Behind every sporting superstar there is usually a manager, a guiding light through the murkier depths and obfuscations that loom so menacingly on the path to worldwide fame. And many a professional performer has fallen foul of ruthless advantage-takers, money-grabbers, while being blindly concerned only with their own establishment of a dream to be a world-beater.

It is an issue that has spurred Formula One front-runner Jenson Button to become a manager to up-and-coming hopefuls and established stars alike who could need his help and guidance in all branches of sport. He has taken the first steps to what could become his full-time career after his pursuit of Grand Prix glory has lost its gloss for him and he has moved out of the limelight as an action man going to work on the very edge at 200-plus mph.

Never until right now has a Formula One driver sought to represent other aces sharing the same grid, but Button is about to change all that.

The multi-millionaire former champion has set up "The Sports Partnership", a London-based management outfit, with his firm friend and long-time business ally Richard Goddard who has handled all Button's contractual and sponsorship dealings for eight years.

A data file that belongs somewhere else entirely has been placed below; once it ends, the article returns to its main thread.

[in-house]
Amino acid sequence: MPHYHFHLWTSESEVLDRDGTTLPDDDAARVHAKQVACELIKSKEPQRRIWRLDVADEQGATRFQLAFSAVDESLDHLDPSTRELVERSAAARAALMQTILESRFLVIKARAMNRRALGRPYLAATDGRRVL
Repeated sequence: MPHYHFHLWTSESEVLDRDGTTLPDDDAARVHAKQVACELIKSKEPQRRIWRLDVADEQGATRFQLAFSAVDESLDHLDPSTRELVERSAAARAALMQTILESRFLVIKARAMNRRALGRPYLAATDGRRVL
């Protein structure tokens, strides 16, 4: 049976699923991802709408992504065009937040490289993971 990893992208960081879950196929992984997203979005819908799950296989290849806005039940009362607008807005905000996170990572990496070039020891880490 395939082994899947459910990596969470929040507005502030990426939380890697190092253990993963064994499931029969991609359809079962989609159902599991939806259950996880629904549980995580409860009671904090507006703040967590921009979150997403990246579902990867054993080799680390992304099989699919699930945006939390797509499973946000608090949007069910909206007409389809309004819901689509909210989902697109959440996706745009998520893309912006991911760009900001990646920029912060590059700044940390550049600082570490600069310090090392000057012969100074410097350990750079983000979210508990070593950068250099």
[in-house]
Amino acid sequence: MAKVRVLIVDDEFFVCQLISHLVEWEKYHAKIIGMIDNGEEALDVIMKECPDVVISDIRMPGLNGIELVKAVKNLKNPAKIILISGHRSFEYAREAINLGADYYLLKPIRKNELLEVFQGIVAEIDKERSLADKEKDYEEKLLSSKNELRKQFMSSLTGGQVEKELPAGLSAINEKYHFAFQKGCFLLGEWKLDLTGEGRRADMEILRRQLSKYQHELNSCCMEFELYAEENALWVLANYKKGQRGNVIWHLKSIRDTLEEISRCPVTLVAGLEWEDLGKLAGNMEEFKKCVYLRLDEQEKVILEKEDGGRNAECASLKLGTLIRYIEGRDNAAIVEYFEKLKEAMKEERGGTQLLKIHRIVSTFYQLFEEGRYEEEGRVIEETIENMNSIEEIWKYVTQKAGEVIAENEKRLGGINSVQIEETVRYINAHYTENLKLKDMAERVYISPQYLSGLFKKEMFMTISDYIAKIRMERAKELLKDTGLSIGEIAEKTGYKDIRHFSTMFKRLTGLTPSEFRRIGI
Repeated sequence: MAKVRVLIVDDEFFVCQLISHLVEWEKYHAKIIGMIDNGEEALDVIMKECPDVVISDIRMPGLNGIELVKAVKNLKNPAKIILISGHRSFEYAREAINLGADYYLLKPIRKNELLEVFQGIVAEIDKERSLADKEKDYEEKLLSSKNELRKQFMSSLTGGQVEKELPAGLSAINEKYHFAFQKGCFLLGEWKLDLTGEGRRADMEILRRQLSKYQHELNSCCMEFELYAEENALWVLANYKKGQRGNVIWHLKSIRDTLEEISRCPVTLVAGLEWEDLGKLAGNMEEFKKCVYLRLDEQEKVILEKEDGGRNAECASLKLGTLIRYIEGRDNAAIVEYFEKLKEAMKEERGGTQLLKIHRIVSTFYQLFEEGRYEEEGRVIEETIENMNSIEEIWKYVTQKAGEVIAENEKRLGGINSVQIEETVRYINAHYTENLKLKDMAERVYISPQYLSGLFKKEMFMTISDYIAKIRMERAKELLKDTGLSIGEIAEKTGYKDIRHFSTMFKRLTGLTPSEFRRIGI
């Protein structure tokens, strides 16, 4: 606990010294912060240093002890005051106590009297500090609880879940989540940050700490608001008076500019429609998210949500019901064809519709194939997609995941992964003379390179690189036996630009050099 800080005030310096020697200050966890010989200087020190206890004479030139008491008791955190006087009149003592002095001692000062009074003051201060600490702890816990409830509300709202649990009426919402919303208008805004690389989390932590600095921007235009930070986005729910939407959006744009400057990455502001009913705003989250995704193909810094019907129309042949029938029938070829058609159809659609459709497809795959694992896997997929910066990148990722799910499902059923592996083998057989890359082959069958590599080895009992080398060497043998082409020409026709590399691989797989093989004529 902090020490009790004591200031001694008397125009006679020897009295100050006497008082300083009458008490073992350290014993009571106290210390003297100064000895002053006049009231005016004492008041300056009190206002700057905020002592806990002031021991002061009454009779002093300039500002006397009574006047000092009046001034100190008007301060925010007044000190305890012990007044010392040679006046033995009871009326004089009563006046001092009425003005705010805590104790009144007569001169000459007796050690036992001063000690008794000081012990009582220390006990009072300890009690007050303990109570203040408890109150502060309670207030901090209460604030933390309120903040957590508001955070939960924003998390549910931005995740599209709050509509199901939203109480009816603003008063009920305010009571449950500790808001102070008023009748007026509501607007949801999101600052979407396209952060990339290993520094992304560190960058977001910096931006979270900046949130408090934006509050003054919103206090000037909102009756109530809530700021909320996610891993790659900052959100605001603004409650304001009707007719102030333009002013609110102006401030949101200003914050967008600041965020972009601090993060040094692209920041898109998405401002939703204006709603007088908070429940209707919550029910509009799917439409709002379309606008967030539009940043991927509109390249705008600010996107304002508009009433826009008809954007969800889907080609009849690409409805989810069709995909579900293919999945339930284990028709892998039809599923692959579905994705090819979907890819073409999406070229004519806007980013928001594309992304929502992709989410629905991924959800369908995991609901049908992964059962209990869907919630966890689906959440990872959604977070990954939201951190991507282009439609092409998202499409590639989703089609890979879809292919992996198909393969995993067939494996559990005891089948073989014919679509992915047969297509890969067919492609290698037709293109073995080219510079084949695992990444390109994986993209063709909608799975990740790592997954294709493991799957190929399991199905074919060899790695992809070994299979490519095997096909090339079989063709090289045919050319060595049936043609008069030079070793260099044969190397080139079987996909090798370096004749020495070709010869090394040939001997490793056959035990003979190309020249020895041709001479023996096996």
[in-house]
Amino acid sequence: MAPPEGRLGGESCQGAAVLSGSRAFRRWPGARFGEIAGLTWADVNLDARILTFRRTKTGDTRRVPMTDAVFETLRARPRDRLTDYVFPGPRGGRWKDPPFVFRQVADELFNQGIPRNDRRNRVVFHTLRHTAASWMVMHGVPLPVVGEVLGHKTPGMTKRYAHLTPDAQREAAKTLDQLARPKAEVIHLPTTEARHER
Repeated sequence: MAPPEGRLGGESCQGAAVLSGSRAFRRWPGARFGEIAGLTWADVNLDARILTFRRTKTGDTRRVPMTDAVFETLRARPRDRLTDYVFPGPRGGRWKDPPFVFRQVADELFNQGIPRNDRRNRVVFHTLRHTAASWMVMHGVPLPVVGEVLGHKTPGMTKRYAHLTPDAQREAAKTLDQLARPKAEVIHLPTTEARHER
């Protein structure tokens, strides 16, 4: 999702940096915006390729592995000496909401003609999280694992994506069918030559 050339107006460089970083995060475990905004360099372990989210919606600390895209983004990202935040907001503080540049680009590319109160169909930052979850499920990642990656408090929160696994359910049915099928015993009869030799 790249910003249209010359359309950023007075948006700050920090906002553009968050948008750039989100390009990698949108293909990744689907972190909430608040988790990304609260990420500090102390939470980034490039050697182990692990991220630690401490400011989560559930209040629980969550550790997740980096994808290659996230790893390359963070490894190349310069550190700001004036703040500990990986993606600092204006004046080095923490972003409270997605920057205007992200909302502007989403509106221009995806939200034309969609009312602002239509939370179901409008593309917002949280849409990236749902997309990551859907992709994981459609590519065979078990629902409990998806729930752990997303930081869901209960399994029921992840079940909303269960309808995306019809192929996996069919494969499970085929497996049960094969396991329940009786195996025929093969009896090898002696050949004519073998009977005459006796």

Would they consider managing the career of another F1 driver? "Absolutely," said Goddard," of course Jenson wouldn't want a business relationship with a direct rival — but he would enjoy working with a young guy, somebody who has just come into F1 or who is on the brink."


Button, a Grand Prix driver for 12 years and a remarkably fit heptathlete in his spare time, one of the sport's most likeable and approachable figures is not contemplating quitting his £10 million-a-year job (Dh59.5 million) with McLaren just yet and reckons there is at least one more world title in him to match his 2009 achievement. The 31-year-old, 11 times a winner, says: "I fully understand the pressures of being a high profile international sports star and I have learned how to operate with the media and sponsors.

"I am not interested only in working with other race drivers. The lessons and disciplines I have learned in Formula One are applicable across all sports.

"I know how to train, how to eat right and look after myself to keep a top level of fitness and they are all experiences I want to share with other sportsmen who might like ‘The Sports Partnership' to look after their interests."

The writer is a motor sports expert based in England.